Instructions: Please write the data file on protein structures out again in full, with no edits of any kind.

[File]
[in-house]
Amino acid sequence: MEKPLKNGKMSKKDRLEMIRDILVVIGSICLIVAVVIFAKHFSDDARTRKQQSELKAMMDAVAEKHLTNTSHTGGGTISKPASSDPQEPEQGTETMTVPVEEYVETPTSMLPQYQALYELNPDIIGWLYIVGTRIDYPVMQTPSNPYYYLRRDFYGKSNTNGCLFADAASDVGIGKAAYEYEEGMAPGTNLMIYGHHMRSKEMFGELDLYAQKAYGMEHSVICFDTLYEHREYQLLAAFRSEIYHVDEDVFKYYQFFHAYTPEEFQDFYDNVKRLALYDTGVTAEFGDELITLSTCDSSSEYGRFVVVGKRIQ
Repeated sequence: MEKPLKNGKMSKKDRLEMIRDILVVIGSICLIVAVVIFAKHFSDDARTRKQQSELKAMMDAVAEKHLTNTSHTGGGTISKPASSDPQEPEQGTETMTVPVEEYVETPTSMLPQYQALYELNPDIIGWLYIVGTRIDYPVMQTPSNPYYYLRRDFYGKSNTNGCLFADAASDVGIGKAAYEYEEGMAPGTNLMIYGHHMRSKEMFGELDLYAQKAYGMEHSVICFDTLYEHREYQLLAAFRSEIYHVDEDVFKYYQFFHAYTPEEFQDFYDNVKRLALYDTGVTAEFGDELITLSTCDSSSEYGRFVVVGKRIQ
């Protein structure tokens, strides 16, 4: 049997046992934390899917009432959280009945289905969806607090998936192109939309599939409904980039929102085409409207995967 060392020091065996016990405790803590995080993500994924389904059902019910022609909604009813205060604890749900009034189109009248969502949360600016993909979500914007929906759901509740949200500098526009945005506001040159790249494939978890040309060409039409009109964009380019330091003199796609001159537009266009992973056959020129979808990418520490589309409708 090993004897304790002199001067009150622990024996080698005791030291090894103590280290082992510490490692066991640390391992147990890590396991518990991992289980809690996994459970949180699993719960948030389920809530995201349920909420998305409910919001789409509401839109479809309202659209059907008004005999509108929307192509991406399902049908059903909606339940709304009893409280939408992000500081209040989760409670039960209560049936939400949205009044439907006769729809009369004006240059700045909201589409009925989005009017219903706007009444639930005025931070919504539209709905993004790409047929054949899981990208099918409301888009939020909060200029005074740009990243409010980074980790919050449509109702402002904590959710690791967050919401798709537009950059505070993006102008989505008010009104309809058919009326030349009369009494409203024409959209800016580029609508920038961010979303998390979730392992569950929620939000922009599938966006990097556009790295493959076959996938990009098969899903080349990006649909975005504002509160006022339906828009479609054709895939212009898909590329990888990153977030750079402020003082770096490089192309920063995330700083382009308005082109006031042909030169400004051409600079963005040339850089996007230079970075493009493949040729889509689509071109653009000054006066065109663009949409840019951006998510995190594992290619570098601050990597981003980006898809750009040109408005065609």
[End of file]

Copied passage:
[in-house]
Amino acid sequence: MEKPLKNGKMSKKDRLEMIRDILVVIGSICLIVAVVIFAKHFSDDARTRKQQSELKAMMDAVAEKHLTNTSHTGGGTISKPASSDPQEPEQGTETMTVPVEEYVETPTSMLPQYQALYELNPDIIGWLYIVGTRIDYPVMQTPSNPYYYLRRDFYGKSNTNGCLFADAASDVGIGKAAYEYEEGMAPGTNLMIYGHHMRSKEMFGELDLYAQKAYGMEHSVICFDTLYEHREYQLLAAFRSEIYHVDEDVFKYYQFFHAYTPEEFQDFYDNVKRLALYDTGVTAEFGDELITLSTCDSSSEYGRFVVVGKRIQ
Repeated sequence: MEKPLKNGKMSKKDRLEMIRDILVVIGSICLIVAVVIFAKHFSDDARTRKQQSELKAMMDAVAEKHLTNTSHTGGGTISKPASSDPQEPEQGTETMTVPVEEYVETPTSMLPQYQALYELNPDIIGWLYIVGTRIDYPVMQTPSNPYYYLRRDFYGKSNTNGCLFADAASDVGIGKAAYEYEEGMAPGTNLMIYGHHMRSKEMFGELDLYAQKAYGMEHSVICFDTLYEHREYQLLAAFRSEIYHVDEDVFKYYQFFHAYTPEEFQDFYDNVKRLALYDTGVTAEFGDELITLSTCDSSSEYGRFVVVGKRIQ
């Protein structure tokens, strides 16, 4: 049997046992934390899917009432959280009945289905969806607090998936192109939309599939409904980039929102085409409207995967 060392020091065996016990405790803590995080993500994924389904059902019910022609909604009813205060604890749900009034189109009248969502949360600016993909979500914007929906759901509740949200500098526009945005506001040159790249494939978890040309060409039409009109964009380019330091003199796609001159537009266009992973056959020129979808990418520490589309409708 090993004897304790002199001067009150622990024996080698005791030291090894103590280290082992510490490692066991640390391992147990890590396991518990991992289980809690996994459970949180699993719960948030389920809530995201349920909420998305409910919001789409509401839109479809309202659209059907008004005999509108929307192509991406399902049908059903909606339940709304009893409280939408992000500081209040989760409670039960209560049936939400949205009044439907006769729809009369004006240059700045909201589409009925989005009017219903706007009444639930005025931070919504539209709905993004790409047929054949899981990208099918409301888009939020909060200029005074740009990243409010980074980790919050449509109702402002904590959710690791967050919401798709537009950059505070993006102008989505008010009104309809058919009326030349009369009494409203024409959209800016580029609508920038961010979303998390979730392992569950929620939000922009599938966006990097556009790295493959076959996938990009098969899903080349990006649909975005504002509160006022339906828009479609054709895939212009898909590329990888990153977030750079402020003082770096490089192309920063995330700083382009308005082109006031042909030169400004051409600079963005040339850089996007230079970075493009493949040729889509689509071109653009000054006066065109663009949409840019951006998510995190594992290619570098601050990597981003980006898809750009040109408005065609």